In addition to CRP and ESR, the following may also be used in the continued monitoring of your RA:

A full blood count:

This includes the hemoglobin (Hb) which will indicate whether or not you are anemic. A slightly low Hb is not uncommon in patients with active RA but a low Hb could also indicate other problems such as bleeding or a deficiency of iron and/or other vitamins (vitamin B12, folate and folic acid in particular). These possibilities will be investigated as necessary by your doctor.

Liver function tests:

Liver function abnormalities are also a common feature of drug toxicity/allergy as well as indicating how healthy the liver is in dealing with drugs. Most drugs are broken down in the liver and abnormalities of the liver can lead to problems with handling of the drug in the circulation once it has been absorbed. Blood tests commonly included are Liver enzymes (AST/ALT), serum proteins, Bilirubin and Alkaline phosphatase. The entire panel should be done at baseline. ALT also called SGPT can be done at the follow-up visits.

Kidney function tests:

Kidney function is important because many of the drugs used to treat RA can affect kidney function, including anti-inflammatory drugs and also some disease modifying anti-rheumatic drugs (DMARDs). Because many drugs are excreted through the kidneys it is important to know that kidney function is normal because any evidence of kidney failure can lead to a increase of drugs and may require a reduction in dosage. The common tests include Blood Urea and Creatinine levels.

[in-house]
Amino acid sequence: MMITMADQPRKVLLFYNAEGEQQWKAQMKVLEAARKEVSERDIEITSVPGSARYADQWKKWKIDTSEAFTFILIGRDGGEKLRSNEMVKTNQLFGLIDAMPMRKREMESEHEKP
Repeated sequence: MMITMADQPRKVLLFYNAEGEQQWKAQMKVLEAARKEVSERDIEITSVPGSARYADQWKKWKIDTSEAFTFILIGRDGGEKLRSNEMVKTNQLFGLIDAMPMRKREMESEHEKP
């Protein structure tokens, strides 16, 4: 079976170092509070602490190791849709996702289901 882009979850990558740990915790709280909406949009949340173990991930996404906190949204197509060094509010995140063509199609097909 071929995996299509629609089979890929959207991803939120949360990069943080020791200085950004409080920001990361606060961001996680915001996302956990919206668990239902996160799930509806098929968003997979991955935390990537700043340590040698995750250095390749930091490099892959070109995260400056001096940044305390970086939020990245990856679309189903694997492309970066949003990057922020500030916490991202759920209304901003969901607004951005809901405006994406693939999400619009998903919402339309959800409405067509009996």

At baseline CBC, ESR, Urine routine examination, liver function tests (LFTs) and kidney function tests are performed. Among other routine diagnostic testing, rheumatoid factor and anti- CCP, Antinuclear antibody and sometimes anti-ds DNA tests are done at baseline. CBC, ESR, ALT and urine routine examination is done every 24 weeks for the first 3 months, then every 3 months.

B Cell counts (commonly CD19) are done at baseline and at the end of every 3 months in case of patients receiving biologic Rituximab.

People do have a moderately increased risk of infection, especially in the first three months after starting treatment. Most of these infections are common in the general population, such as chest infections and skin infections (e.g. cellulitis). Anti-TNF therapy is also associated with an increased risk of tuberculosis (TB). Because we know this, we can take steps to minimise those risks. For example, people are screened for TB before starting treatment. Commonly performed tests are tuberculin skin test (TST) and TB-Gold assay also known as interferon-gamma release assay (IGRA). Tests for Hepatitis B and Hepatitis C virus must also be considered at baseline. HIV screening should also be considered in patients at risk.

The sooner you get the right treatment, the less likely you will suffer long-term joint damage. Your doctor can't literally feel your pain, but he or she could help ease it by using formal tools to track your disease activity. Laboratory tests can be reduced substantially in patients receiving appropriate therapy. In consequence, costs can decrease significantly without oversight of adverse events.